EPSRC logo

Details of Grant 

EPSRC Reference: EP/J007161/1
Title: Porphyrin Nanorings
Principal Investigator: Anderson, Professor HL
Other Investigators:
Claridge, Professor T Harmer, Dr JR Herz, Professor LM
Researcher Co-Investigators:
Project Partners:
Free University of Berlin Montana State University University of Mons
Department: Oxford Chemistry
Organisation: University of Oxford
Scheme: Standard Research
Starts: 01 March 2012 Ends: 31 May 2015 Value (£): 578,131
EPSRC Research Topic Classifications:
Chemical Structure Chemical Synthetic Methodology
Gas & Solution Phase Reactions Surfaces & Interfaces
EPSRC Industrial Sector Classifications:
No relevance to Underpinning Sectors
Related Grants:
EP/J006904/1 EP/J006939/1
Panel History:
Panel DatePanel NameOutcome
08 Sep 2011 EPSRC Physical Sciences Chemistry - September 2011 Announced
Summary on Grant Application Form
Conjugated organic materials are important because of their unique optical and electronic properties. For example organic semiconductors are finding applications in displays, flexible transistors and photovoltaic materials, while two-photon dyes are used in microfabrication, biological imaging and optical signal processing. This field has advanced tremendously during the past 20 years and provides excellent examples of the translation of fundamental science into practical applications that impact everyday life. However there are many open questions concerning the engineering and control of organic pi-systems. Fundamental studies are required to underpin further long-term technological innovations. In this proposal, we build on a new synthetic route to cyclic conjugated polymers, based on supramolecular organisation of precursor molecules. 'Vernier templating' is a new strategy for creating molecules with dimensions comparable to those of structures made by top-down engineering techniques, such as electron-beam lithography. The chemical synthesis of mesoscopic structures provides benefits through the introduction of functionality with atomic precision. We will exploit this methodology to study a previously unexplored region of structure-space and to generate completely new functional materials.

Conjugated macrocycles or 'annulenes' have been a focus of research ever since the classical studies by Sondheimer in the 1960s. Large annulenes exhibit remarkable optoelectronic properties, and this has stimulated a resurgence of activity in the field. Anderson's group has contributed to the area by developing the template-directed synthesis of belt-like nanorings of 6, 8 or 12 porphyrin units, with diameters of 2-5 nm. This project will investigate the chemistry and physics of these nanorings, and extend the synthesis to even larger structures.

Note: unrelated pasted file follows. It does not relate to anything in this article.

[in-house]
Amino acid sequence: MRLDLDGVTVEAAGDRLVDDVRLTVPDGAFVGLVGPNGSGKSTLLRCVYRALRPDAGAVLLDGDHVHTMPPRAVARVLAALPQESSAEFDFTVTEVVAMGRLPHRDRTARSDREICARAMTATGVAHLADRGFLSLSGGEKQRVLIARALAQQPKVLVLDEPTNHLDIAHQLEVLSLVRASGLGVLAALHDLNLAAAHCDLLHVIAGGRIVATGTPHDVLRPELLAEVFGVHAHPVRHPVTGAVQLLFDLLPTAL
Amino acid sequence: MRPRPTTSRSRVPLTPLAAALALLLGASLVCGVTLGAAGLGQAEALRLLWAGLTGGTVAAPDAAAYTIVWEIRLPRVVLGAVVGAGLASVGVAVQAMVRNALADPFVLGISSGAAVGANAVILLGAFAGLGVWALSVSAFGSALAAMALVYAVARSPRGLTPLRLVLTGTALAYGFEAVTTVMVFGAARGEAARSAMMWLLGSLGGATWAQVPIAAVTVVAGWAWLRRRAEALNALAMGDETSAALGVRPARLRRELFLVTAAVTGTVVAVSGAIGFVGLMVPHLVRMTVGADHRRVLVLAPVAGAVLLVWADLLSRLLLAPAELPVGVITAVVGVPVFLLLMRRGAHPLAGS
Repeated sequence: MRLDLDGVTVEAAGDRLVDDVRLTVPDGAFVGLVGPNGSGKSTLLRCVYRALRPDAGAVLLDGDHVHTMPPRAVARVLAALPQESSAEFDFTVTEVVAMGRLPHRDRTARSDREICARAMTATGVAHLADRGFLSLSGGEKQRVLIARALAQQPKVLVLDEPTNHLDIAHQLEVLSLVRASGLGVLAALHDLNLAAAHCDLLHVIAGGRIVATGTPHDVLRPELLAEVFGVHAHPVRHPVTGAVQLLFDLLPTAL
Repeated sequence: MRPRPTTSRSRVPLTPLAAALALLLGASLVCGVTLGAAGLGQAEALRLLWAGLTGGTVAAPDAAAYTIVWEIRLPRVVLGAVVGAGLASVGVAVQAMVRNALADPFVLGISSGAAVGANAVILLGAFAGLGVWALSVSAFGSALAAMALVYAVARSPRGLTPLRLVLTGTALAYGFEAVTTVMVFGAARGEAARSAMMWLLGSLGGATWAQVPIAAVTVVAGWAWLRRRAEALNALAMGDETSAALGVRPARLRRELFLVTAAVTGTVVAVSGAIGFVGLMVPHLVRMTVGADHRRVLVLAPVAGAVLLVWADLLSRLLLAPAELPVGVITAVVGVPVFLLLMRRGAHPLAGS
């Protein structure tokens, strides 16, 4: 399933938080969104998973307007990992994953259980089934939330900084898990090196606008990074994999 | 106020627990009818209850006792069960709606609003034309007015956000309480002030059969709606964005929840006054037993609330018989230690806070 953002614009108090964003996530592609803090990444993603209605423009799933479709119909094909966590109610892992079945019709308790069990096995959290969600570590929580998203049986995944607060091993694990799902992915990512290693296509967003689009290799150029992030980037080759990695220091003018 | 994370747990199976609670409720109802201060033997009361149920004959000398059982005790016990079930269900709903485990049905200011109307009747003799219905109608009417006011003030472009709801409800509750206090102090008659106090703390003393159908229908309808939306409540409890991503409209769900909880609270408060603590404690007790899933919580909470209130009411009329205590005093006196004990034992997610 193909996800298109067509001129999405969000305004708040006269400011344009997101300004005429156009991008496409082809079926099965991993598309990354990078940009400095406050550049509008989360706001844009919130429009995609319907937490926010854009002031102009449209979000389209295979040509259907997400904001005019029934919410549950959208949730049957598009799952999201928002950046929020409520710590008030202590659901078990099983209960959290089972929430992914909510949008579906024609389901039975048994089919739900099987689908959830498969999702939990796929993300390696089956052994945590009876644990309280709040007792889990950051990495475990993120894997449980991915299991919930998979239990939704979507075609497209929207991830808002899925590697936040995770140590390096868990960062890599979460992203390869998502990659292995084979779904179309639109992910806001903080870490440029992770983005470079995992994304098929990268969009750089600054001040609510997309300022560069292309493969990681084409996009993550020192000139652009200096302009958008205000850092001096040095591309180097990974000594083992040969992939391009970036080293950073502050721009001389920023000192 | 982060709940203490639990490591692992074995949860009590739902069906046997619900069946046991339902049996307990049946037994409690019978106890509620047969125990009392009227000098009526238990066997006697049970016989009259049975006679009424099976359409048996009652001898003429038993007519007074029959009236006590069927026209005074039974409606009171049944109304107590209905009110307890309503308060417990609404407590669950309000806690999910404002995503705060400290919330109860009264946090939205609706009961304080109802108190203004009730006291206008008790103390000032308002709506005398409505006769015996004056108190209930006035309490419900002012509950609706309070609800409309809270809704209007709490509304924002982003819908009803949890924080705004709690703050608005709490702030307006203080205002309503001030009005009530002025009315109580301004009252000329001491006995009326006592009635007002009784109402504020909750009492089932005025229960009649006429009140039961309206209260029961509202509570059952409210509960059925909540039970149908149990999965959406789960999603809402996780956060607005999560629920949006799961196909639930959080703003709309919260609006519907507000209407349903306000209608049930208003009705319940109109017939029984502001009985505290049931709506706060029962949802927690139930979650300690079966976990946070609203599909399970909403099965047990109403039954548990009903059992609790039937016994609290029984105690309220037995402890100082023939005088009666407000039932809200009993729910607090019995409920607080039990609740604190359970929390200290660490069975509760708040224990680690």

The porphyrin nanorings targeted here are of great interest in their own right, owing to their similarity to natural light harvesting systems, and because they are expected to support the quantum coherent transport of charge and excitation. They also provide a new model system in which to explore the synthesis of mesoscopic molecules with well defined shapes. The templating procedures pioneered in Oxford are likely to stimulate developments in related fields such as molecular machines and biomimetic chemistry, where the controlled synthesis of large molecules with complex functionality remains a bottleneck for future developments. We focus on alkyne-linked metalloporphyrin oligomers as test systems which allow access to new functional materials. The fascinating interplay between synthesis, structure and function for these materials motivates the collaborative approach proposed here.

Understanding the flow of energy and electrons through molecules is fundamental to many areas of science. We will investigating the delocalisation of energy and charge in nano-scale molecular wires with well defined tertiary structures. Conventional ring currents have only been observed in molecules with diameters of less than 2 nm, however semiconductor rings with diameters of about 10 nm exhibit persistent ring currents, in the absence of an applied voltage. These quantum-interference phenomena are analogous to the ring currents of aromatic molecules, except that they vary with the applied magnetic field (i.e. they exhibit Aharonov-Bohm oscillations). We will investigate whether molecular nanorings exhibit behaviour intermediate between those of small aromatic molecules and large quantum rings. Porphyrin nanorings resemble the light harvesting chlorophyll arrays which funnel energy into the reaction centre during photosynthesis. We will explore whether they mimic the excitonic behaviour of natural light harvesting arrays. Ultimately this work may lead to improved materials for solar power generation, or to molecular solenoids and split-ring resonators which function as optical metamaterials.

Key Findings
This information can now be found on Gateway to Research (GtR) http://gtr.rcuk.ac.uk
Potential use in non-academic contexts
This information can now be found on Gateway to Research (GtR) http://gtr.rcuk.ac.uk
Description This information can now be found on Gateway to Research (GtR) http://gtr.rcuk.ac.uk
Date Materialised
Sectors submitted by the Researcher
This information can now be found on Gateway to Research (GtR) http://gtr.rcuk.ac.uk
Project URL:  
Further Information:  
Organisation Website: http://www.ox.ac.uk